Isobel Coleman

Democracy in Development

Coleman maps the intersections between political reform, economic growth, and U.S. policy in the developing world.

Print Print Cite Cite
Style: MLA APA Chicago Close


Missing Pieces: India’s Economy, Islam and Democracy, and More

by Isobel Coleman
August 15, 2011

Activists from the Socialist Unity Centre of India shout slogans and hold placards during a protest against corruption and price hike in diesel, kerosene and cooking gas in Ahmedabad, India, August 7, 2011 (Amit Dave/Courtesy Reuters).

Charles Landow features topics ranging from Afghanistan to Zimbabwe in this week’s Missing Pieces. As always, enjoy the reading and let us know what you think.

India’s Growth Machine: Between 1991, when India launched a slate of economic reforms, and 2010, the country’s GDP more than quintupled and its GDP per capita almost quadrupled, according to the IMF’s latest figures. But lately fears are rising that this growth could slow. Inflation is high (over 13 percent in 2010, according to the IMF), foreign investment has declined (with a 29-percent drop from 2009 to 2010, according to India’s own figures), and a series of corruption scandals has wounded India’s leadership. The Voice of America and the Wall Street Journal reported last week on Indian officials’ reactions to the downgrade of U.S. government debt. A U.S. slowdown could damage India by reducing demand for its exports, including its famous outsourcing services. Recently the prime minister’s Economic Advisory Council lowered its growth projection for 2011 and 2012 from 9.0 percent to 8.2 percent, citing “the inflationary situation and investment slowdown.” That reduced rate would still be impressive. But with 37 percent of Indians below the poverty line, according to the UN Development Programme, even mild slowdowns affect millions. The Economist argued in July for new reforms to reinvigorate the economy.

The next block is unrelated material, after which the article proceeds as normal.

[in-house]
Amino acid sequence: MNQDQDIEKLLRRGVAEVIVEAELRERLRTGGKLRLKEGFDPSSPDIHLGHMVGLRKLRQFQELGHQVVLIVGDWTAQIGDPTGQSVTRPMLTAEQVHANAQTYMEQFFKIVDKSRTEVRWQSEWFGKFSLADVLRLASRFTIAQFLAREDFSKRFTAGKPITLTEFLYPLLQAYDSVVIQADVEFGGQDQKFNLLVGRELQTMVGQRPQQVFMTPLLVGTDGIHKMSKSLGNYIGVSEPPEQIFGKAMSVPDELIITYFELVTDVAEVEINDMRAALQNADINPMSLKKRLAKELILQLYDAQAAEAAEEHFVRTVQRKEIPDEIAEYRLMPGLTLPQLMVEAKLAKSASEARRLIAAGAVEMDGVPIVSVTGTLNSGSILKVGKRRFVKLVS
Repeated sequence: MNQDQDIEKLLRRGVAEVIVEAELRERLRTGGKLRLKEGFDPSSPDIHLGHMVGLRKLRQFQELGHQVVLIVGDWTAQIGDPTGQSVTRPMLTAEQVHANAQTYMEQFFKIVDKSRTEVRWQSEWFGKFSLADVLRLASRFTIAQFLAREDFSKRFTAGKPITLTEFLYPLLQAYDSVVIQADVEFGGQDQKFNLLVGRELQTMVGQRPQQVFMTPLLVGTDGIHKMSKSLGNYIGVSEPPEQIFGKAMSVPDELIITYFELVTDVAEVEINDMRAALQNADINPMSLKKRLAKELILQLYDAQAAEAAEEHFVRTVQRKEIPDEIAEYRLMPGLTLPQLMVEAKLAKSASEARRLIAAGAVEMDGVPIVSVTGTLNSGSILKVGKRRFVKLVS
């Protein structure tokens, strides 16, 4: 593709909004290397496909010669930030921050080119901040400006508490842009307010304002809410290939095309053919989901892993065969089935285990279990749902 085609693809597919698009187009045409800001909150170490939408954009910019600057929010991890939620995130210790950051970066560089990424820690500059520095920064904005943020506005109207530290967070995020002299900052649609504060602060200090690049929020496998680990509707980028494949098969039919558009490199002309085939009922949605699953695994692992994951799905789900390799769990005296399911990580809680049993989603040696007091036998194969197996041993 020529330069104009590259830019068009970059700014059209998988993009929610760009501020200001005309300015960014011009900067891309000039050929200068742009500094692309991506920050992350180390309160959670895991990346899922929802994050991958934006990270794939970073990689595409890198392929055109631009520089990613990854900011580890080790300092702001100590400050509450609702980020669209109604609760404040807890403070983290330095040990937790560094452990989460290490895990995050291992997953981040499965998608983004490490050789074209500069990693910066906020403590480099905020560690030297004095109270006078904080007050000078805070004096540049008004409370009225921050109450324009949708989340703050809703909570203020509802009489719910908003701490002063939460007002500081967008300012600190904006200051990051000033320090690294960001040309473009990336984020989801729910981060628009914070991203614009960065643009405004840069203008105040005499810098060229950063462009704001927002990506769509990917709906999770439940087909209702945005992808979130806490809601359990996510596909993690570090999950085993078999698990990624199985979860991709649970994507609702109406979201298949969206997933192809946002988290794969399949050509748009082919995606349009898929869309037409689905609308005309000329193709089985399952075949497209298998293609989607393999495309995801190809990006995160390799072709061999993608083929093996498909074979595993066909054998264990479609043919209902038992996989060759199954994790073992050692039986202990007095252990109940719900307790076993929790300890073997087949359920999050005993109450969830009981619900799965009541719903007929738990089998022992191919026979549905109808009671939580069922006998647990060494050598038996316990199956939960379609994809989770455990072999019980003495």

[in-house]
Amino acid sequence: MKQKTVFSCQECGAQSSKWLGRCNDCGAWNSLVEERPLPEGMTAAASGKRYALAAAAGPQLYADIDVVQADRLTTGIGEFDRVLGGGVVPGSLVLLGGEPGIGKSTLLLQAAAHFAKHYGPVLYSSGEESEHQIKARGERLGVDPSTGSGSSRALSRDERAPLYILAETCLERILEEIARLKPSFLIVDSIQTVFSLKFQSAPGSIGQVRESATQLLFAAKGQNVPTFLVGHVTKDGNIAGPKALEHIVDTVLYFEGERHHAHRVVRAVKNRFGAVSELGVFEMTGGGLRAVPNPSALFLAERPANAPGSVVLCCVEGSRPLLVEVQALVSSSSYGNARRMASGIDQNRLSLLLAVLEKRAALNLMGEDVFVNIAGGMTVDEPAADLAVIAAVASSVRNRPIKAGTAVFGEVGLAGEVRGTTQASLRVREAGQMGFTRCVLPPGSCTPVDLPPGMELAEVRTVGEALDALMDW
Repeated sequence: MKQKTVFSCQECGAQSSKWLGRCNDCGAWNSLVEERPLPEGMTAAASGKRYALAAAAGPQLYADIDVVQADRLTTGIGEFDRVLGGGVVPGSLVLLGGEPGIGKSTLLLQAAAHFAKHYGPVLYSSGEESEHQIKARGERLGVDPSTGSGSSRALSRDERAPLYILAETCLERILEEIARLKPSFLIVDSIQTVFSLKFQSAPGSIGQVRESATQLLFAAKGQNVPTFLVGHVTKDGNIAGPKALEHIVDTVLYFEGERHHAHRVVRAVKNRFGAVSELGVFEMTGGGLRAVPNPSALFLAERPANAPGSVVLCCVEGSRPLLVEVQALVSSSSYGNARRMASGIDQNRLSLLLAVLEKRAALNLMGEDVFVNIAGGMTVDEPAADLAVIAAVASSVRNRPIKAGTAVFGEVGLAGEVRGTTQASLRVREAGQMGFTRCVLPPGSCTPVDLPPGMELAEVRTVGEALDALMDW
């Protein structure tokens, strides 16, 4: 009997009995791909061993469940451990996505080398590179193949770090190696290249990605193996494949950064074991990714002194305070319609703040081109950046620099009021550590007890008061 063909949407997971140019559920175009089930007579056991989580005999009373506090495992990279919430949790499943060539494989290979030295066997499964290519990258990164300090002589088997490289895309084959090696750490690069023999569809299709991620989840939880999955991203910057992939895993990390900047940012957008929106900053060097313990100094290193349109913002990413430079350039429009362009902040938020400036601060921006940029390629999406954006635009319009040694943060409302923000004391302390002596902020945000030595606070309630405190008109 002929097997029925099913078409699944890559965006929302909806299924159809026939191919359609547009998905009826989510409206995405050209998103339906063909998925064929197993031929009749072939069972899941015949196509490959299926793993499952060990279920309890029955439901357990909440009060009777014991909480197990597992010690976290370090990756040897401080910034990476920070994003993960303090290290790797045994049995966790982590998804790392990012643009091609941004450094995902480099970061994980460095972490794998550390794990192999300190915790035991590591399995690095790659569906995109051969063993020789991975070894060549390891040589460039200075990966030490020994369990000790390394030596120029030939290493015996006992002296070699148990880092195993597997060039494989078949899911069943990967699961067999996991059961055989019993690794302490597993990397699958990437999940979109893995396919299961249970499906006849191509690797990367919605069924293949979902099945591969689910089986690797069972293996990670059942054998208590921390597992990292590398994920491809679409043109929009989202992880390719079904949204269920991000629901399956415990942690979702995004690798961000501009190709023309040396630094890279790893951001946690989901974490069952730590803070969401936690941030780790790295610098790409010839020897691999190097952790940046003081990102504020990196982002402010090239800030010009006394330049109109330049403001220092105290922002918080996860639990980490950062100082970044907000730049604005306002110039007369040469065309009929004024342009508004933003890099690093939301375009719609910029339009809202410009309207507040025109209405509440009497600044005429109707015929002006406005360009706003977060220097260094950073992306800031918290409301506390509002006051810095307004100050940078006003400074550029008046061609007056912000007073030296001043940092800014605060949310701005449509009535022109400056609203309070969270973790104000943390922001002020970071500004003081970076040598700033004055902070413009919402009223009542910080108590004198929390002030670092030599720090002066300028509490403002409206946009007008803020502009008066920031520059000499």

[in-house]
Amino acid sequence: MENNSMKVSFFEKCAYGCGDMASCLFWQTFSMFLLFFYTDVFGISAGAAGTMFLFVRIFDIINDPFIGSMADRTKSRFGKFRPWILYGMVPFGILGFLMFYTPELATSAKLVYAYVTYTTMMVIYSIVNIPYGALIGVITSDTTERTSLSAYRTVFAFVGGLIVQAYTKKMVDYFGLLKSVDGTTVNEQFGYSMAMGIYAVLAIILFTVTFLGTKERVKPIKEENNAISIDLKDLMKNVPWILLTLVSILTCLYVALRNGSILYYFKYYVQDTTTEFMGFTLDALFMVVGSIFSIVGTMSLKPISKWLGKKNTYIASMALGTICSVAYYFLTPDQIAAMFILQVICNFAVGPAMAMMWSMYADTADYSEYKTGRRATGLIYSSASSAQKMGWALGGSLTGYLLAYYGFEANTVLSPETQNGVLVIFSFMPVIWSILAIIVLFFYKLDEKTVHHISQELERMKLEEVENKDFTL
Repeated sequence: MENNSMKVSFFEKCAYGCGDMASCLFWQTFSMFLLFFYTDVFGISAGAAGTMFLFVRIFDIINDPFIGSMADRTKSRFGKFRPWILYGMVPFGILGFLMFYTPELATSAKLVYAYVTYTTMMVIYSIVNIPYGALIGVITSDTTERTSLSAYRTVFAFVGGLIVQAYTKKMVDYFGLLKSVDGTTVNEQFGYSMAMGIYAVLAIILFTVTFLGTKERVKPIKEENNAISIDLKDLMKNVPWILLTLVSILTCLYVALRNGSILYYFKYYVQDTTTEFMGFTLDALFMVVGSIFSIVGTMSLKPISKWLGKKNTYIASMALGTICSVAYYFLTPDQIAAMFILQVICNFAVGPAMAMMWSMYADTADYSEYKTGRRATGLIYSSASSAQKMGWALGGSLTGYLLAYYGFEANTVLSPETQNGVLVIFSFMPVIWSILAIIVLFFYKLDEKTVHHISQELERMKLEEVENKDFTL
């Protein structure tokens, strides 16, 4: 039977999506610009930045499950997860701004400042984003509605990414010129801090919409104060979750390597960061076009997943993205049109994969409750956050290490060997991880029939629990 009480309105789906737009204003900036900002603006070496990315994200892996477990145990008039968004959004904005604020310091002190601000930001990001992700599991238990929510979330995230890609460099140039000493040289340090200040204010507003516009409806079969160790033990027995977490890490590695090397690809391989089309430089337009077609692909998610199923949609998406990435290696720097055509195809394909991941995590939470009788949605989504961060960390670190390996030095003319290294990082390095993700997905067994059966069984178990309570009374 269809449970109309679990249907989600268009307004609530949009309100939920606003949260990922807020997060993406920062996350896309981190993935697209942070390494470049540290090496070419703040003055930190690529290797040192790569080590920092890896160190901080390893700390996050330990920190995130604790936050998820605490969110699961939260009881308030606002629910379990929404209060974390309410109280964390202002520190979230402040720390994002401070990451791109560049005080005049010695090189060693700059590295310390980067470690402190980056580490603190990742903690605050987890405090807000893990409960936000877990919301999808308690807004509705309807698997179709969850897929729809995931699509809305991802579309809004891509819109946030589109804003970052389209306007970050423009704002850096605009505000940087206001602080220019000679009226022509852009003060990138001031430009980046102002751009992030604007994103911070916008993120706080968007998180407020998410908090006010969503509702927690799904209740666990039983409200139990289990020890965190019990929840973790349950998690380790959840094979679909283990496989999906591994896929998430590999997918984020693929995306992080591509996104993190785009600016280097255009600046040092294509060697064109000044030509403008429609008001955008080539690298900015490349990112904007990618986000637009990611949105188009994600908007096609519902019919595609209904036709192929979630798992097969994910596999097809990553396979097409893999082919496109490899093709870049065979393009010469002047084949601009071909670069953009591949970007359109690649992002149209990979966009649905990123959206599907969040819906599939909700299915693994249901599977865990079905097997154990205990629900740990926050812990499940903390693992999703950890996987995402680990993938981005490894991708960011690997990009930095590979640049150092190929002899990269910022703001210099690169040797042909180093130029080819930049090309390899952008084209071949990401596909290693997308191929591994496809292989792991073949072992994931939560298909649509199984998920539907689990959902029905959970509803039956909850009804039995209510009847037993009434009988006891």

Islam and Democracy: For many, the exhilaration of change in Egypt and Tunisia has been tempered by the specter of Islamist influence. Can Islamist parties–most famously Egypt’s Muslim Brotherhood–be trusted to respect basic rights and obey the rules of democracy? The Economist has a suite of articles on this question (see here and here) arguing essentially that Islamists must be allowed to contest elections. After all, one of the pieces says, “The Arab world has tried suppression (and the West shamefully connived in it), and it did not work.” CFR’s Ed Husain took up a related question this spring in Foreign Policy. He argued that the Brotherhood is far from monolithic and that the United States must engage with its pragmatic members in order to “tilt the debate away from extremism and confrontation.”